Waltzing with the Wallflower
The Season has only just begun, but already Ambrose Benson is bored…until his brother offers him a challenge. Something worthy of his particular talents.
The object: The girl hiding behind the plants—the one in the horrible dress.
The goal: Turn her into the envy of the ton. A lady suitable for a duke.
But there is just something about the lady—in spite of all her social misgivings—something that draws him like a moth to flame and makes him want to waltz with the wallflower.
Driven to distraction by the redhead across the room, Anthony Benson barely hears the terms of his brother’s challenge before agreeing to them.
No matter. It will be easy. Viscount Maddox has never had any problem impressing the ladies. And four weeks is more than enough time to win over this so obviously neglected wallflower.
But things are never as easy as they seem.
The lady has lofty aspirations. And not one of them includes love or marriage. Especially not with an arrogant and self-assured playboy like the viscount. No matter how attractive he may be.
Being level-headed and even-keeled is a thing of the past. Sir Colin Wilde’s broken heart has sent him over the edge. And he is convinced the only way to get over the loss of Lady Gemma is to lose himself in debauchery.
Taking his cue from the private bachelor journal of Viscount Maddox, he presses forward in his quest to become the most notorious rake the ton has ever seen.
Prim and proper Lady Gemma isn’t about to let him soil his reputation, especially over a misunderstanding. In spite of the propriety ingrained in her since birth, she throws convention to the wind and sets about to do the impossible… seduce a rake and tame Wilde.
Review: I don’t read historical romances often but I have a few go-to authors I rely on to serve up a good story and Rachel Van Dyken and Leah Sanders have just made the list. So let’s take this trilogy story by story…
In Waltzing with the Wallflower I just loved that Cordelia hid behind the potted plants to avoid the party. This is me – sitting at the edge, trying not to be noticed. Cordelia, however, has the luck of being the subject of a bet between Ambrose and his twin brother Anthony. Today, most women would be angered at the idea of being the object of a wager but the ploy works well in historical fiction – especially with a man like Ambrose being the male half of the wager.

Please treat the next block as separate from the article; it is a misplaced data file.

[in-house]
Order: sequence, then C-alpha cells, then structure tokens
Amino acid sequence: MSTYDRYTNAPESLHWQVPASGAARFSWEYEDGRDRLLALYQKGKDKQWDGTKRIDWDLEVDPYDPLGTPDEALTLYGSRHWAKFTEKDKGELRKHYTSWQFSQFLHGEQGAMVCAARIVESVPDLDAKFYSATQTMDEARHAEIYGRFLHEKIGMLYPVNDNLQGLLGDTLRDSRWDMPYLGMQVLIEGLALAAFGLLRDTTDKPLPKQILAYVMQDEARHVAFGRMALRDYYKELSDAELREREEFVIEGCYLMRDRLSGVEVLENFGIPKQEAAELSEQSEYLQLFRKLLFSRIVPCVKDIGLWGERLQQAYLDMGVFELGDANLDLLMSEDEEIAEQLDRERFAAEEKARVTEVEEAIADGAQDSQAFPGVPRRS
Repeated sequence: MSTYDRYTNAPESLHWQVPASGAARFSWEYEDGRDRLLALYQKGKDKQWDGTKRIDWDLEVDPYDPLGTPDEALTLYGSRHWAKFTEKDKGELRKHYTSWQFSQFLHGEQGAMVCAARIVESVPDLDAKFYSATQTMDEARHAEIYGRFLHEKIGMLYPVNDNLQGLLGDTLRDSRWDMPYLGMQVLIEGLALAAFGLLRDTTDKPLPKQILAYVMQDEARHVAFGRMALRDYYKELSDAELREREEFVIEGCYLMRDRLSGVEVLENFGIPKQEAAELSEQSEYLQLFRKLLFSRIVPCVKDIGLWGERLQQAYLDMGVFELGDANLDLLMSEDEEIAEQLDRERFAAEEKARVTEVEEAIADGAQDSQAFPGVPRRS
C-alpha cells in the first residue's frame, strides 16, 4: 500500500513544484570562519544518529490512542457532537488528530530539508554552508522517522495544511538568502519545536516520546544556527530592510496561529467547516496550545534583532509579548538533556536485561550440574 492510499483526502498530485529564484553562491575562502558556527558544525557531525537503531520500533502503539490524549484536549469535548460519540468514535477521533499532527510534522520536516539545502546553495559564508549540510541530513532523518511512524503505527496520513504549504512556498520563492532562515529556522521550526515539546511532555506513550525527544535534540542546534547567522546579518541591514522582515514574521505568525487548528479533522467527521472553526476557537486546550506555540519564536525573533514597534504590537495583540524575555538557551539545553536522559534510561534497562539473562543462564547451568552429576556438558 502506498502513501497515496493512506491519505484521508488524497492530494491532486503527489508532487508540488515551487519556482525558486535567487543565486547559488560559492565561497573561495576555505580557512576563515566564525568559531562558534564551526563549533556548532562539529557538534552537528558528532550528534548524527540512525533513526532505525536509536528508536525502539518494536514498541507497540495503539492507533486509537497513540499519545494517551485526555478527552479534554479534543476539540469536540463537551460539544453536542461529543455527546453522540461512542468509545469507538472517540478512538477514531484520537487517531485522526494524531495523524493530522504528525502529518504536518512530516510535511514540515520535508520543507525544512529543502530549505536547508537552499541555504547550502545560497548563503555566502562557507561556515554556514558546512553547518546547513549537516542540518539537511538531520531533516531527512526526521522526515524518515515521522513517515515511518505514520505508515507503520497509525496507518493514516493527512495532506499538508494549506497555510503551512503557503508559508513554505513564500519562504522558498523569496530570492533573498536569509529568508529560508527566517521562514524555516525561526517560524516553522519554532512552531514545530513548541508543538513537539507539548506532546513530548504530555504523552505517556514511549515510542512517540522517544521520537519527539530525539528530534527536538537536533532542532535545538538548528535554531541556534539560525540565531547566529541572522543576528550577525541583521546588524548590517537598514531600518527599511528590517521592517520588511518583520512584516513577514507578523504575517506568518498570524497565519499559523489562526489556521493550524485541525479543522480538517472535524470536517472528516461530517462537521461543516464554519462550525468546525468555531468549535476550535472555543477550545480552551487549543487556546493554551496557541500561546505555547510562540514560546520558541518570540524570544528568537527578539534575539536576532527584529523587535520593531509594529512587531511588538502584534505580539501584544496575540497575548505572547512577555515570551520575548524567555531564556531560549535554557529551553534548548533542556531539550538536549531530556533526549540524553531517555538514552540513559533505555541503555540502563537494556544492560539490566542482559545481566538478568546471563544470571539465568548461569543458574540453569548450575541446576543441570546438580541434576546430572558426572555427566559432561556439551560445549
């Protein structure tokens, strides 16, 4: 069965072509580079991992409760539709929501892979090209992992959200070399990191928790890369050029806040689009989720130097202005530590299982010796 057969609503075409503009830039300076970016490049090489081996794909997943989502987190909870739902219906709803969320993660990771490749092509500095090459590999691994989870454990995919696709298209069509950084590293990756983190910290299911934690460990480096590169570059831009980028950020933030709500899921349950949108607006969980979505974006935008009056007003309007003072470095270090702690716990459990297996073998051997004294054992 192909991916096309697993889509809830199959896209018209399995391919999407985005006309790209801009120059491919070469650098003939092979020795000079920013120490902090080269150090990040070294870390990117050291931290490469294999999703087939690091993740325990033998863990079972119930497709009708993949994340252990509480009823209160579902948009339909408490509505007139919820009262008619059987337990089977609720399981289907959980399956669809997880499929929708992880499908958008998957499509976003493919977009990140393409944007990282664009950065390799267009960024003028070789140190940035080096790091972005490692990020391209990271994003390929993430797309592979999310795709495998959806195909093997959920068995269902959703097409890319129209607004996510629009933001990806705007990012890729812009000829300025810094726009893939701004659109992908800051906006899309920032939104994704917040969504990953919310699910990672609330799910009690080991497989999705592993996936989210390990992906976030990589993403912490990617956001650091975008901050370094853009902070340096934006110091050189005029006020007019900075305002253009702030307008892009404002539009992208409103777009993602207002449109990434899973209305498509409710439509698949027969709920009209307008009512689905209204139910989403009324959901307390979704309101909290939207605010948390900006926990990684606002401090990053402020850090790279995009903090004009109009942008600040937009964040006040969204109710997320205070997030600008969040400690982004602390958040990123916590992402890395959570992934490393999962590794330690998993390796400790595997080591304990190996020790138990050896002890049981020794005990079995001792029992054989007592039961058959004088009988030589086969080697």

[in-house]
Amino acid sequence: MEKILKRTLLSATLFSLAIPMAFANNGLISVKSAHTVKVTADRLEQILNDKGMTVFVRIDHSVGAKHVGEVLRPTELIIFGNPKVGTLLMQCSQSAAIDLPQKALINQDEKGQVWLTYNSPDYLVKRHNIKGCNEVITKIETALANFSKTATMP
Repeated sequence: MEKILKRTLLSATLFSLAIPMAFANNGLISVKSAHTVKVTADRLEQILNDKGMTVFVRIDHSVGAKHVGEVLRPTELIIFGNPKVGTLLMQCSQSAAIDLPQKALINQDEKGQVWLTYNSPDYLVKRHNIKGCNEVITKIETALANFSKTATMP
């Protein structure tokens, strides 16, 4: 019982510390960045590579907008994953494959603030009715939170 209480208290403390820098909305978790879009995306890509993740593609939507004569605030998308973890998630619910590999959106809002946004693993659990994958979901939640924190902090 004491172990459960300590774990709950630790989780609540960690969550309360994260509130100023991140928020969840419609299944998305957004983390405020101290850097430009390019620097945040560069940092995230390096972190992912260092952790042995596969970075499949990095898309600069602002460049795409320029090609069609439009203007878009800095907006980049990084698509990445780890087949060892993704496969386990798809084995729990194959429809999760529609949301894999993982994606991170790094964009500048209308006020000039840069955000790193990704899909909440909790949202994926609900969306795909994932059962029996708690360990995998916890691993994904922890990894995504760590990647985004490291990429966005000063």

In Beguiling Bridget, the titled heroine dreams of following wherever her dreams lead her – art, literature, politics, writing – and that does not include being shackled to a man for the rest of her life. What I liked about Anthony is that he becomes befuddled and klutzy in the presence of Bridget. What I liked about Bridget is that she makes fun of him for it – and he takes it, which makes him a dream man.
Taming Wilde is a bit different in that Colin is doing his best to become a rake and rid himself of the memory of Gemma, the one who got away. He follows the advice of Anthony, now a reformed rake to disastrous – and yet hilarious – results. Gemma lives under the thumb of her older brother who seeks to marry her off to a titled gentleman. Unfortunately, Gemma loves poor, untitled Colin, who strives to repulse her by becoming a rake. And comedy ensues.
All three women are redheads, each woman with her own quirk, and all three men are strong-willed and stubborn. Enchantingly, each story begins with the hero drunk (foxed, as they say in the books) and readying for a duel, then goes back in time to explain how they got to that point. It was a fun way to start each story and lead us up to the romantic ending.